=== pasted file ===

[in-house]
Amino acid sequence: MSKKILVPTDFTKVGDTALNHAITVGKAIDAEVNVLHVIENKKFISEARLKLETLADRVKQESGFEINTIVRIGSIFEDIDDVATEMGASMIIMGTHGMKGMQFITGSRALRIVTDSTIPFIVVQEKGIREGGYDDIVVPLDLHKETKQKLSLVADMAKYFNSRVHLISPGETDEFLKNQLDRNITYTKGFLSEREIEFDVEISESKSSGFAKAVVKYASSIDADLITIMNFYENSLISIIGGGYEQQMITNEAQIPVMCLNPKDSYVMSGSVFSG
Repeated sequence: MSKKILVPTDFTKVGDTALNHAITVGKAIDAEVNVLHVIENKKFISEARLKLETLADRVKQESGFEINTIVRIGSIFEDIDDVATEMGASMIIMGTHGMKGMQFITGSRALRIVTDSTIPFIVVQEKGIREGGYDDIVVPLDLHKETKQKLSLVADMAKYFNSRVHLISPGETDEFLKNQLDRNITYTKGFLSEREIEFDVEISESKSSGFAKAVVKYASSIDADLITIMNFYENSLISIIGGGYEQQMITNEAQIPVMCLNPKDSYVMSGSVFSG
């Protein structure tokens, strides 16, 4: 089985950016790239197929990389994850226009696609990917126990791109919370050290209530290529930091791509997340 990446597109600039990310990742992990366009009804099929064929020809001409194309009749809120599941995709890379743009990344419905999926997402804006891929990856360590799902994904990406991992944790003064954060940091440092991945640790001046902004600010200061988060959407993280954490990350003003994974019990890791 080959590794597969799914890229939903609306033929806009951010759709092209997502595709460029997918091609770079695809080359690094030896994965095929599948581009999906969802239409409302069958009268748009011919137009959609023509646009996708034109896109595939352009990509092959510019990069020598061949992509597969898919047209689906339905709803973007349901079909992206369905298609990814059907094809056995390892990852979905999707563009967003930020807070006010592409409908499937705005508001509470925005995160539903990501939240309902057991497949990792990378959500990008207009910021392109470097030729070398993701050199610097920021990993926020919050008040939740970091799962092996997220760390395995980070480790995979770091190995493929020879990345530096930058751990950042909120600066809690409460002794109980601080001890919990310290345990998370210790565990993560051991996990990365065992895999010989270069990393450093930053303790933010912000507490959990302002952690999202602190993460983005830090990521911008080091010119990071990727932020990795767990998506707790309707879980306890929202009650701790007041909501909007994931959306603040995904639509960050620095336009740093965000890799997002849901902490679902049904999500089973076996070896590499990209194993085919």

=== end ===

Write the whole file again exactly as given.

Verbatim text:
[in-house]
Amino acid sequence: MSKKILVPTDFTKVGDTALNHAITVGKAIDAEVNVLHVIENKKFISEARLKLETLADRVKQESGFEINTIVRIGSIFEDIDDVATEMGASMIIMGTHGMKGMQFITGSRALRIVTDSTIPFIVVQEKGIREGGYDDIVVPLDLHKETKQKLSLVADMAKYFNSRVHLISPGETDEFLKNQLDRNITYTKGFLSEREIEFDVEISESKSSGFAKAVVKYASSIDADLITIMNFYENSLISIIGGGYEQQMITNEAQIPVMCLNPKDSYVMSGSVFSG
Repeated sequence: MSKKILVPTDFTKVGDTALNHAITVGKAIDAEVNVLHVIENKKFISEARLKLETLADRVKQESGFEINTIVRIGSIFEDIDDVATEMGASMIIMGTHGMKGMQFITGSRALRIVTDSTIPFIVVQEKGIREGGYDDIVVPLDLHKETKQKLSLVADMAKYFNSRVHLISPGETDEFLKNQLDRNITYTKGFLSEREIEFDVEISESKSSGFAKAVVKYASSIDADLITIMNFYENSLISIIGGGYEQQMITNEAQIPVMCLNPKDSYVMSGSVFSG
């Protein structure tokens, strides 16, 4: 089985950016790239197929990389994850226009696609990917126990791109919370050290209530290529930091791509997340 990446597109600039990310990742992990366009009804099929064929020809001409194309009749809120599941995709890379743009990344419905999926997402804006891929990856360590799902994904990406991992944790003064954060940091440092991945640790001046902004600010200061988060959407993280954490990350003003994974019990890791 080959590794597969799914890229939903609306033929806009951010759709092209997502595709460029997918091609770079695809080359690094030896994965095929599948581009999906969802239409409302069958009268748009011919137009959609023509646009996708034109896109595939352009990509092959510019990069020598061949992509597969898919047209689906339905709803973007349901079909992206369905298609990814059907094809056995390892990852979905999707563009967003930020807070006010592409409908499937705005508001509470925005995160539903990501939240309902057991497949990792990378959500990008207009910021392109470097030729070398993701050199610097920021990993926020919050008040939740970091799962092996997220760390395995980070480790995979770091190995493929020879990345530096930058751990950042909120600066809690409460002794109980601080001890919990310290345990998370210790565990993560051991996990990365065992895999010989270069990393450093930053303790933010912000507490959990302002952690999202602190993460983005830090990521911008080091010119990071990727932020990795767990998506707790309707879980306890929202009650701790007041909501909007994931959306603040995904639509960050620095336009740093965000890799997002849901902490679902049904999500089973076996070896590499990209194993085919």